-jp This option allows converting probabilities of the double_discrete type to probabilities for a single, discrete character. Basically, this calculates the probabilities of state 0 and state 1 for the desired characters by summing across the probabilities of both states for the other character.
e.g., Pr (a = 1) = Pr (a = 1, b = 0) + Pr (a = 1, b = 1)
1 Extracts the probabilities for the first character given as input to BayesTraits.
2 Extracts the probabilities for the second character given as input to BayesTraits.

options for parsing list files

-vt Specify the type of variable you are parsing.
continuous Ancestor states for a continuous variable
-f1 The file containing the list of character states for each node
-vn Specify the name of the character you're using (without spaces or weird characters). The program will store the information from the list output file under this variable name in the phyloXML file.

Format of list file

The list file contains ancestral character state values in a very straightforward format. It is a plain text file in which each line has a character value followed by a tab character and a list of the terminal taxa subtended by the node to which the character value applies. The list of terminal taxa must have a space character between each taxon. So, obviously, you're not supposed to have spaces in your taxon names. This easy list format allows users to come up with hypothetical ancestral values and plot them with TreeGradients. For example, states for all nodes in a rooted a four-taxon tree can be listed as follows:

  • example tree
hominoid tree
  • hypothetical list file for this tree
4.13 orangutan
3.75 gorilla
2.15 chimpanzee
2.23 human
2.35 chimpanzee human
4.02 chimpanzee human gorilla
4.88 orangutan chimpanzee human gorilla

Custom tags in phyloXML

When TreeExtender.pl is asked to parse output from ancestral trait reconstruction programs, it creates phyloXML files with custom tags at nodes. The tags are self-explanatory but I'm pasting some examples below to show what they look like.

  • example of tag for discrete character
<custom>
<name>name_of_character</name>
<type>discrete</type>
<state>
<state>0</state>
<probability>0.85</probability>
</state>
<state>
<state>1</state>
<probability>0.15</probability>
</state>
</custom>
  • example of tag for double_discrete character
<custom>
<name>name_of_character</name>
<type>discrete</type>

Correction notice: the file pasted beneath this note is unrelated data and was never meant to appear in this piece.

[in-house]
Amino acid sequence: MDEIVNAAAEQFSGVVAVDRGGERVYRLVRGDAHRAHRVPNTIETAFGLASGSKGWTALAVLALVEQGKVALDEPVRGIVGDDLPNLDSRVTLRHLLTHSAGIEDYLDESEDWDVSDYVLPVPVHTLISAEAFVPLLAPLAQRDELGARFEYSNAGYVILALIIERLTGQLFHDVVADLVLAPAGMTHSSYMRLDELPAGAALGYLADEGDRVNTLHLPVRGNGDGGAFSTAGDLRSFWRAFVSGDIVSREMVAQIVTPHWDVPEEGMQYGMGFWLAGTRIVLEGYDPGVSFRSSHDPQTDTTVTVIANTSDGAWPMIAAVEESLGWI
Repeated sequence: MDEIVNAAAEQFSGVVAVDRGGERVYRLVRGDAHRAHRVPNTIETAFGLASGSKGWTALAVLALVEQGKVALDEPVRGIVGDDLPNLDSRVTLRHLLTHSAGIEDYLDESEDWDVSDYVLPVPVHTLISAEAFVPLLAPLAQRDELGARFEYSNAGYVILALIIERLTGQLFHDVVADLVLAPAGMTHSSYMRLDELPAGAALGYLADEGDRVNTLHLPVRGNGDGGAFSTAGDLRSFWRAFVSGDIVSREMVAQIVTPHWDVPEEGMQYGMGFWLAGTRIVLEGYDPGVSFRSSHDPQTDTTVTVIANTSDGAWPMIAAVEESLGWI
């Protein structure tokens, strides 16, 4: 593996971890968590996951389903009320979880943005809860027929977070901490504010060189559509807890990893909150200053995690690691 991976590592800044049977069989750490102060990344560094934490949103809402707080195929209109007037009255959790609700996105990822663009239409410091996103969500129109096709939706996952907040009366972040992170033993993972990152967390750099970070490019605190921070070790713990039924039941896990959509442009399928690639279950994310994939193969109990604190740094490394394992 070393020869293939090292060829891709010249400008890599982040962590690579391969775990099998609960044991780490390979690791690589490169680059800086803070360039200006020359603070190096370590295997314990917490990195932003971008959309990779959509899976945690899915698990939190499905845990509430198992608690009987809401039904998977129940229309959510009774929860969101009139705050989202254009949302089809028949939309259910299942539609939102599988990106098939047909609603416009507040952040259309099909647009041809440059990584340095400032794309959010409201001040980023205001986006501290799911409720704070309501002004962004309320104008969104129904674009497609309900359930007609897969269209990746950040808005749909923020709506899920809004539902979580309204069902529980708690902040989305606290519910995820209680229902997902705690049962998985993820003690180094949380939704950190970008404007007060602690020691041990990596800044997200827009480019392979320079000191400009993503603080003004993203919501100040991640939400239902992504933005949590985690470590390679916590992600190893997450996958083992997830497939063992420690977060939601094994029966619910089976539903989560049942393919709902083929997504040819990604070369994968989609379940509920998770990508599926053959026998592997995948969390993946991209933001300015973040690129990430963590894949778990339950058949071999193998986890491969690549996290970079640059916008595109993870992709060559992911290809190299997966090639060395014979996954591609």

<state>
<state>00</state>
<probability>0.65</probability>
</state>
<state>
<state>01</state>
<probability>0.05</probability>
</state>
<state>
<state>10</state>
<probability>0.20</probability>
</state>
<state>
<state>11</state>
<probability>0.10</probability>
</state>
</custom>
  • example of tag for multistate character
<custom>
<name>name_of_character</name>
<type>multistate</type>
<state>
<state>0</state>
<probability>0.519707</probability>
</state>
<state>
<state>1</state>
<probability>0.116460</probability>
</state>
<state>
<state>2</state>
<probability>0.363833</probability>
</state>
</custom>
  • example of tag for continuous character
<custom>
<name>name_of_character</name>
<type>continuous</type>
<value>2.659123</value>
</custom>

Custom tags in BioPerl trees

This program uses Bio::Tree::Tree objects to store trees in memory and attach data to the tree nodes. Character data are added as tags; the tag name corresponding to the name of the character. Tags have the following structure:

  • example of tag for discrete character
$tag = {
'type'  =>  'discrete',
'name'  =>  'name_of_character',
'state' =>  [
{'state' => 0, 'probability' => 0.85},
{'state' => 1, 'probability' => 0.15}
]
};
  • example of tag for double_discrete character
$tag = {
'type'  =>  'double_discrete',
'name'  =>  'name_of_character',
'state' =>  [
{'state' => 00, 'probability' => 0.65},
{'state' => 01, 'probability' => 0.05}
{'state' => 10, 'probability' => 0.20},
{'state' => 11, 'probability' => 0.10}
]
};
  • example of tag for multistate character
$tag = {
'type'  =>  'multistate',
'name'  =>  'name_of_character',
'state' =>  [
{'state' => 0, 'probability' => 0.519707},
{'state' => 1, 'probability' => 0.116460},
{'state' => 2, 'probability' => 0.363833}
]
};
  • example of tag for continuous character
$tag = {
'type'  =>  'continuous',
'name'  =>  'name_of_character',
'value' =>  2.659123
};